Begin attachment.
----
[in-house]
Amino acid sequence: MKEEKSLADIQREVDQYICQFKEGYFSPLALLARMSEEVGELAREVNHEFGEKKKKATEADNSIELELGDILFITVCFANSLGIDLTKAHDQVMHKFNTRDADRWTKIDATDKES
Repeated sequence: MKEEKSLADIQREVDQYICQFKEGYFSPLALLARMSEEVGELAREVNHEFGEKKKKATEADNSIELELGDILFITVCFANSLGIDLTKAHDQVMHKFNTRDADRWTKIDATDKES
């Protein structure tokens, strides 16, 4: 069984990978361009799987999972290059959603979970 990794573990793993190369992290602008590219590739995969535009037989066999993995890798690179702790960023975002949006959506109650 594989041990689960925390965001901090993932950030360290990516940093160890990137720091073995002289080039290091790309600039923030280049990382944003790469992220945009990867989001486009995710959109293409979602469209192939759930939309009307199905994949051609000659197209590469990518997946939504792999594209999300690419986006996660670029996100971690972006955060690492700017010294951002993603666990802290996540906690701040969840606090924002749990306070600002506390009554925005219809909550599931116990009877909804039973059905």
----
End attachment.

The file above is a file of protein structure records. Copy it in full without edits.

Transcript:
[in-house]
Amino acid sequence: MKEEKSLADIQREVDQYICQFKEGYFSPLALLARMSEEVGELAREVNHEFGEKKKKATEADNSIELELGDILFITVCFANSLGIDLTKAHDQVMHKFNTRDADRWTKIDATDKES
Repeated sequence: MKEEKSLADIQREVDQYICQFKEGYFSPLALLARMSEEVGELAREVNHEFGEKKKKATEADNSIELELGDILFITVCFANSLGIDLTKAHDQVMHKFNTRDADRWTKIDATDKES
């Protein structure tokens, strides 16, 4: 069984990978361009799987999972290059959603979970 990794573990793993190369992290602008590219590739995969535009037989066999993995890798690179702790960023975002949006959506109650 594989041990689960925390965001901090993932950030360290990516940093160890990137720091073995002289080039290091790309600039923030280049990382944003790469992220945009990867989001486009995710959109293409979602469209192939759930939309009307199905994949051609000659197209590469990518997946939504792999594209999300690419986006996660670029996100971690972006955060690492700017010294951002993603666990802290996540906690701040969840606090924002749990306070600002506390009554925005219809909550599931116990009877909804039973059905």